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2012 Fall Issue 6 (October 26, 2012)

Convo Strikes a Cord with Many

October 26, 2012
By Jonathan Lin

In a truly extraordinary display of musicianship, two Hmong singers played wooden flutes - with their noses.

Their instruments were different from the traditional ones that Miao (Hmong) and Li minority groups from southern China generally play. Nonetheless, the music was both soothing and energetic, and it easily filled the Concert Hall where last week’s convocation took place.

The Baoting Li and Miao Autonomous County Song and Dance Troupe hails from the island of Hai Nan, which is the smallest province of mainland China. Baoting County is tucked away in the mountainside and mostly isolated from the rest of the world, and the eight-piece group performed a mix of song and dance at Carleton College.

This convocation session was a brief excerpt from their full evening set, and included six distinct acts. The first act depicted a traditional celebration by the Li people, who dance, sing, and play a variety of unique ethnic musical instruments; the second consisted of the playing of the nose flute.

Perhaps even more extraordinary than the flute performance was the male solo act by Zhi Lan, who walked on stage with tree leaves.

Carleton’s lecturer in Chinese Music Gao Hong introduced each act and translated on the spot, describing the troupe’s ordeal at the U.S. airport when immigration would not allow Mr. Lan to bring his ‘instruments’ into the country, since they were plants.

Thus the musician had to make do with what he could: a sample of Carleton’s finest yellowing leaves from just outside the Concert Hall.
It was incredible how much sound these native Northfield variants could produce; Mr. Lan drew high-pitched tunes from the delicate leaves, and easily syncopated them with the background music.

The group’s performance at Carleton was their eighth day in the United States, and to them some of America’s most striking features were “the warm, friendly, and down to earth people” they met. Good work Midwesterners!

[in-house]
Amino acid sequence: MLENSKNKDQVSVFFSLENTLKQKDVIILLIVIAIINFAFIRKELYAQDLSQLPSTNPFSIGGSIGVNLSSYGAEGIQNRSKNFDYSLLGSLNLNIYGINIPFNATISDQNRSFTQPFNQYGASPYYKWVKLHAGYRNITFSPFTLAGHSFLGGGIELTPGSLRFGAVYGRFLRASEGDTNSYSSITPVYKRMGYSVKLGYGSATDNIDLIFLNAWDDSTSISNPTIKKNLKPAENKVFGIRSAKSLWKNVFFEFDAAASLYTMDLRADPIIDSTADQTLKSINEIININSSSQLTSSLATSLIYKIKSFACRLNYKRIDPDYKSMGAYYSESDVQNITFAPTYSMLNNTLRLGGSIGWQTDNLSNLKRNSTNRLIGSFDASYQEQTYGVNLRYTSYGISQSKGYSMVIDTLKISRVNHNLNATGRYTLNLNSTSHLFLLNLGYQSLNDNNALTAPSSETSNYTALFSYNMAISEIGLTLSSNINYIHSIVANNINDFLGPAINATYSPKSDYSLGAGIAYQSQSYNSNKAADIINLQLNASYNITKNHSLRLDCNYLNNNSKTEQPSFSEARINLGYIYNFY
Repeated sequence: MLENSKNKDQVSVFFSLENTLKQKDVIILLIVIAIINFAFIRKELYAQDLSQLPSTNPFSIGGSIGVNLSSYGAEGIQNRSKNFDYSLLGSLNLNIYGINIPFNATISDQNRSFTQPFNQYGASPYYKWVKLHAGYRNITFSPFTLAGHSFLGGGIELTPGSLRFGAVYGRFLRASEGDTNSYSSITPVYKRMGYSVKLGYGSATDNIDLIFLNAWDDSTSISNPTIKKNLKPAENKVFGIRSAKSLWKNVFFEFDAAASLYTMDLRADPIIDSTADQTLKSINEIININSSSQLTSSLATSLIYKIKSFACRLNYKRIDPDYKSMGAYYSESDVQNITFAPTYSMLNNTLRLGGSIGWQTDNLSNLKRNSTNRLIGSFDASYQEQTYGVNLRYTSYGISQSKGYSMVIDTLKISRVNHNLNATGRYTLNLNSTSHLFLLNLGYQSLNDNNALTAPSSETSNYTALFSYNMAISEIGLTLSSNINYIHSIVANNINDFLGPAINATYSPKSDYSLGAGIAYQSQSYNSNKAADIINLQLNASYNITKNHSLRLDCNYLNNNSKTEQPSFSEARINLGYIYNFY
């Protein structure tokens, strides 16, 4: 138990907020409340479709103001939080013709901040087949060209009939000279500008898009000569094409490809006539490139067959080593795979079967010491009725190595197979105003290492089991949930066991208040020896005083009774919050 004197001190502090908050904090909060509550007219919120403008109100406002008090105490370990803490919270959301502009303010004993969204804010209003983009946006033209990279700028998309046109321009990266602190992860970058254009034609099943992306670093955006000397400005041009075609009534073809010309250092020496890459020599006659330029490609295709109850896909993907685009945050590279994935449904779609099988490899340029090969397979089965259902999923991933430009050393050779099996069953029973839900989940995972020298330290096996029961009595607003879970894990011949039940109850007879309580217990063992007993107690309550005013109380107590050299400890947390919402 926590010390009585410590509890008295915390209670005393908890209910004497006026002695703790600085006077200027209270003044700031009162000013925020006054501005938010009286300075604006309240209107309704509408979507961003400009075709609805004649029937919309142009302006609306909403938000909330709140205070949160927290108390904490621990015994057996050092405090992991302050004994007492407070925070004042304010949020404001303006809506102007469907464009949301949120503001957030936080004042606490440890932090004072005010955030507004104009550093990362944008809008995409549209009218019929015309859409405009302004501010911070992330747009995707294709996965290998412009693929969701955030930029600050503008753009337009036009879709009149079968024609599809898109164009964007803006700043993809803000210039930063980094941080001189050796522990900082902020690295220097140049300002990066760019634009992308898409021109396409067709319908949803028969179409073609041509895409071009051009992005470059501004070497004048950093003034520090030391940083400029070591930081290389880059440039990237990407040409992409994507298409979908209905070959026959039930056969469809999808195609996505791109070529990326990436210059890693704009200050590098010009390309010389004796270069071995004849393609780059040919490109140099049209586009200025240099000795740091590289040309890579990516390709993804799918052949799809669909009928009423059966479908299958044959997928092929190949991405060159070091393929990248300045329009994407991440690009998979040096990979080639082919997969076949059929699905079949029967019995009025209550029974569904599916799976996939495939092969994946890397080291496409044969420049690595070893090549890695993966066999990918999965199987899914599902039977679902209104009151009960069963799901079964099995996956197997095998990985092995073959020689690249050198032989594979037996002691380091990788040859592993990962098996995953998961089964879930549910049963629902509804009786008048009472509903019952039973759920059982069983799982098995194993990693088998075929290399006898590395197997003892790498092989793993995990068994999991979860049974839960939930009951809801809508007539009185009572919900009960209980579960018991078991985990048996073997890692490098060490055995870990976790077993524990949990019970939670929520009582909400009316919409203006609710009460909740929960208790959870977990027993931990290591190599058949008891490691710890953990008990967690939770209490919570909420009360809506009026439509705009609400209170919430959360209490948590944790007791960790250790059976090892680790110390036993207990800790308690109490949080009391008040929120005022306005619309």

Three days earlier the group had performed at the University of Minnesota. The Chinese Ministry of Culture recently commissioned the dance troupe to visit many foreign countries, including East Asian locations such as Hong Kong, Taiwan, South Korea, and Japan, as well as the European destinations of Sweden, Ireland, Finland, and Germany.

It is definitely unsurprising to hear about the friendliness that the troupe has experienced in the U.S. During their final performance, the eight dancers stepped into the audience and pulled student viewers to their feet, encouraging them to follow the troupe back up onstage and participate in the dance.

Amidst cheerful whooping, swaying, and smiling, the combination of Carls and Miao and Li folk in their multicolored traditional garb was quite a sight. It certainly reaffirmed the purpose behind the troupe’s international travels; more than just touring and performing, their trips illustrate the desire to preserve and protect valuable cultural traditions.

Even though the Miao and Li singers spoke impeccable standard Mandarin, their tone and body language became much more upbeat and energetic when communicating in their native tongue.

In the face of China’s growing global presence, the unique practices of this minority troupe from Hai Nan Island were a pleasure to watch at Carleton, and reinforced the importance of exploring and appreciating all rich forms of culture.

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